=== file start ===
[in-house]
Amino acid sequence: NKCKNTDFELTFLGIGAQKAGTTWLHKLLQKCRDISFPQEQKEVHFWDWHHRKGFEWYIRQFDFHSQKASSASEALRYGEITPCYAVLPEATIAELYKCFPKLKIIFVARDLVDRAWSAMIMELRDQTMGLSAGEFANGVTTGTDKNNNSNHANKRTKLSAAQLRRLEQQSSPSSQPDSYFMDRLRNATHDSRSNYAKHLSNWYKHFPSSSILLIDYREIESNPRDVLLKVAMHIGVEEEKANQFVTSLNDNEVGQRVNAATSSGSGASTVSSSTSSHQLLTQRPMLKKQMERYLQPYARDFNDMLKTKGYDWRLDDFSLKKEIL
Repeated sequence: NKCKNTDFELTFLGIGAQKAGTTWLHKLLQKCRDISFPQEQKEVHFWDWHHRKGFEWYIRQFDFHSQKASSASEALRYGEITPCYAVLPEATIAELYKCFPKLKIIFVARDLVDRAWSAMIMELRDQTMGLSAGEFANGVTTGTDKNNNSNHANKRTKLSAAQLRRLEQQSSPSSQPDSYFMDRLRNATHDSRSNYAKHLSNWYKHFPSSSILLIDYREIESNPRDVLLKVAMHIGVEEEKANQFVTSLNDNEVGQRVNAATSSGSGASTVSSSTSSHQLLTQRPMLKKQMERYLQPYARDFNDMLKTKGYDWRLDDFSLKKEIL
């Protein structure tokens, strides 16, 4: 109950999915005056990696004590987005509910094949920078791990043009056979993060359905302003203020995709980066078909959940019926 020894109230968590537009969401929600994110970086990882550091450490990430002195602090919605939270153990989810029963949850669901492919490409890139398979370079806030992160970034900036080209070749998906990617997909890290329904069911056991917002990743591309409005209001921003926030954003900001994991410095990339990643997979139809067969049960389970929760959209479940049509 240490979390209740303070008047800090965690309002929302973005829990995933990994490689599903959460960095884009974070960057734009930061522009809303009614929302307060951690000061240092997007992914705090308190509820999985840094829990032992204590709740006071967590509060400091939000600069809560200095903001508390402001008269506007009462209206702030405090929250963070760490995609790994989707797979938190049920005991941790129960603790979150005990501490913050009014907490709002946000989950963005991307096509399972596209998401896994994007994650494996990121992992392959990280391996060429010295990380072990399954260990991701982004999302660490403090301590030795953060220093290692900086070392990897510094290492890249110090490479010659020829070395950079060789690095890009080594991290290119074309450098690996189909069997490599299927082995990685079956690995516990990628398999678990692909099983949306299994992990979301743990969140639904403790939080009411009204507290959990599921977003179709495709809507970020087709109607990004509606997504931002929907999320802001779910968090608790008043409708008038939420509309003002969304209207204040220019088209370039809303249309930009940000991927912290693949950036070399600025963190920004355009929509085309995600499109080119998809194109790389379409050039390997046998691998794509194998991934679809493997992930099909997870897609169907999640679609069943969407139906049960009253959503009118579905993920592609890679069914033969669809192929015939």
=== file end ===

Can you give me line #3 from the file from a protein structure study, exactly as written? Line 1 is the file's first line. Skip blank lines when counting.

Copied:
Repeated sequence: NKCKNTDFELTFLGIGAQKAGTTWLHKLLQKCRDISFPQEQKEVHFWDWHHRKGFEWYIRQFDFHSQKASSASEALRYGEITPCYAVLPEATIAELYKCFPKLKIIFVARDLVDRAWSAMIMELRDQTMGLSAGEFANGVTTGTDKNNNSNHANKRTKLSAAQLRRLEQQSSPSSQPDSYFMDRLRNATHDSRSNYAKHLSNWYKHFPSSSILLIDYREIESNPRDVLLKVAMHIGVEEEKANQFVTSLNDNEVGQRVNAATSSGSGASTVSSSTSSHQLLTQRPMLKKQMERYLQPYARDFNDMLKTKGYDWRLDDFSLKKEIL